Not Just for Intonation Anymore….
Quartz tuners are amazing little devises! They bring intonation to the masses in a compact and affordable manner. Have they actually improved the intonation of musicians? Well, that is for another time… :)
Not only do they show you your pitch, but they also can show you what your chops and airstream are doing while playing. When I first got one of these (decades age), I used it to improve my intonation, or so I thought. At first it was just a digital readout of what I was playing. I had to develop a strategy for using the tuner to actually help my intonation and not just report back to me how badly out of tune I really was.
When playing, I would first set my tuning slide to the SWEET SPOT…where I KNEW it was in tune. Funny how this was SWEET SPOT was only occasionally in tune. After using the tuner for a while, I found that the best way for me to zero in on A440 was to NOT look at the tuner so much.
Only looking at the tuner at the end of a phrase or after a few seconds of playing and after I thought/felt that I was in the center of the sound and the horn’s tuned pitch. If I was not locking in with the tuner, I would only notice how OFF I was and in what direction (sharp or flat). After two or three of these, I would be able to see a pattern developing… a little flat or sharp etc. At that point I would make the decision to adjust my tuning slide. Then I would start looking for a trend at the new tuning slide setting. At some point, I would be satisfied that further adjustment would be futile and only rarely check back at the tuner (unless I heard something that was out of tune again).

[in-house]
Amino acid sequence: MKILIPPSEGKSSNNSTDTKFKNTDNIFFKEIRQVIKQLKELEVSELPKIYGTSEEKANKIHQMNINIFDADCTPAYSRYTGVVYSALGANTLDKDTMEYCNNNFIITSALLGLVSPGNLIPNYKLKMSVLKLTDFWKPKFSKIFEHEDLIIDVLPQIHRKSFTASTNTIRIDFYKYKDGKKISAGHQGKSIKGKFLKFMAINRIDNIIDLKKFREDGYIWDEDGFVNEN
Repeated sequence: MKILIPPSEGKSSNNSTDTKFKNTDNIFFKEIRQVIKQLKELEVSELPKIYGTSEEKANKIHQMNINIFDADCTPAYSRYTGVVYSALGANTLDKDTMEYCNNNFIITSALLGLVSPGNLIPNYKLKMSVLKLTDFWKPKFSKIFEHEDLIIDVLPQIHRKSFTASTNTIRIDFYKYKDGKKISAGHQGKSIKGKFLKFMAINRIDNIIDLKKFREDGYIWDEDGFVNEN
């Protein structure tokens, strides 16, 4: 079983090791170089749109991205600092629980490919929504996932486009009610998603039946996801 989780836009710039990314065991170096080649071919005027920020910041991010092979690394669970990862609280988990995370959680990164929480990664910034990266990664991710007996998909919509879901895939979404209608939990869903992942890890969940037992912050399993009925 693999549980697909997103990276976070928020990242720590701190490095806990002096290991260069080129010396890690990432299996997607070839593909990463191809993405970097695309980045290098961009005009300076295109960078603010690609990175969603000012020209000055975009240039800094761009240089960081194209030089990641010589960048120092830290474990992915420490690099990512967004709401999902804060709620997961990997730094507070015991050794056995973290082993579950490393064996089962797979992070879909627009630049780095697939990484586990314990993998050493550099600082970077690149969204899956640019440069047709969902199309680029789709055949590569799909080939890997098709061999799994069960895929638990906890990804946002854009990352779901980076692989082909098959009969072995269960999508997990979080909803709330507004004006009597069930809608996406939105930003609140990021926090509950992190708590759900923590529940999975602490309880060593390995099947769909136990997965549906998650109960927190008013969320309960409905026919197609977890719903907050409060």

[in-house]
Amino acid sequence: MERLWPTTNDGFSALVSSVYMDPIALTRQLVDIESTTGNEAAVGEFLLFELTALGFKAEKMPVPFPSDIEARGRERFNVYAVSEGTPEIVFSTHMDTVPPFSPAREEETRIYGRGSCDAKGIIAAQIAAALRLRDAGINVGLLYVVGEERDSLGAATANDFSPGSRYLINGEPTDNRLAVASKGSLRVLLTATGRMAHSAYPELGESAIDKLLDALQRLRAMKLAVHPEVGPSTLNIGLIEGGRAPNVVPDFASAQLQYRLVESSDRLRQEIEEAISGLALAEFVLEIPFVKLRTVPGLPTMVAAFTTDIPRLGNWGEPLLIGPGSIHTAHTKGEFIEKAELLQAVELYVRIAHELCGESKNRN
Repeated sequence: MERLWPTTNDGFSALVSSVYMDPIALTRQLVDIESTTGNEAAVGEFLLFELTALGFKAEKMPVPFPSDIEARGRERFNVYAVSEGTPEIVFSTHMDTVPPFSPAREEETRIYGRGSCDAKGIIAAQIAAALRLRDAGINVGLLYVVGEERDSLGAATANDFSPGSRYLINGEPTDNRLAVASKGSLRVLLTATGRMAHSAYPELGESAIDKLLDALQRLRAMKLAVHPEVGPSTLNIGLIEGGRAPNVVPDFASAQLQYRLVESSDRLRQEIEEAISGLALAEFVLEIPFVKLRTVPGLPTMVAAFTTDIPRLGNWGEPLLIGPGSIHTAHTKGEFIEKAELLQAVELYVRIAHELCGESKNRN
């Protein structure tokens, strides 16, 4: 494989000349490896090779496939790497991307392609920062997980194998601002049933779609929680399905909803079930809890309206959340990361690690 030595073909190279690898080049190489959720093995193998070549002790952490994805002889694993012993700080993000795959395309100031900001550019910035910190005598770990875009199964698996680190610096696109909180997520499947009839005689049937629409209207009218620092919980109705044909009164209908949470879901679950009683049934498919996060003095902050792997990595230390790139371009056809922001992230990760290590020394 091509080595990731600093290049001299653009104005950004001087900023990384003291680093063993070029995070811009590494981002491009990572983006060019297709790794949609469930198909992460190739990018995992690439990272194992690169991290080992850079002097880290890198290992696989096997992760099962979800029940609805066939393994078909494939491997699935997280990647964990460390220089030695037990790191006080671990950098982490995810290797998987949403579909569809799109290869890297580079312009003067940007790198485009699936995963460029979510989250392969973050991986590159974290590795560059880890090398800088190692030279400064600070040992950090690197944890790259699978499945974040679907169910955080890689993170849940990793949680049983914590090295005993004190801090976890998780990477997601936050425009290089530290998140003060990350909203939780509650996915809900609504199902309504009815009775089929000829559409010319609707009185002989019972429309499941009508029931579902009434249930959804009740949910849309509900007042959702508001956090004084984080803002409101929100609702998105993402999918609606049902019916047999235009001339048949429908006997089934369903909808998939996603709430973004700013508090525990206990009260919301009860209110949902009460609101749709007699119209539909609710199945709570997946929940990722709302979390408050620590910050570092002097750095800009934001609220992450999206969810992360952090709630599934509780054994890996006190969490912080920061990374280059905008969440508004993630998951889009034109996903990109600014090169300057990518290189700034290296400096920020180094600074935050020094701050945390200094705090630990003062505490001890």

After I was developing intonation improvements that I could actually USE, I noticed another thing that the tuner was showing me. It was showing me that while holding a STEADY pitch, that it was in fact FAR from steady. The needle would move around up and down in an almost uncontrolled manner… despite my attempt to LOCK the pitch and not move it. There were trends here as well... when I played louder or softer the needle would move in consistent directions.
This unsteadiness was a byproduct of my airstream and my chops. One of the two or both were not under control. So now, I started using the tuner to monitor the steadiness of my air and chops… trying to keep the needle as still as possible by keeping all of the trumpet playing machine steady and relaxed.
For me, it was more beneficial to maintain a steady needle than to worry about pitch so much. Pitch is important and thus, I would still monitor pitch trends and adjust occasionally, but my MAIN focus was on the steadiness of the needle. This little tuning devise was now being used as a air velocity meter.
The air velocity is what determines lip vibration speed or pitch. Maintaining a steady velocity at all volume levels and in all registers is critical when developing an efficient and balanced trumpet playing machine.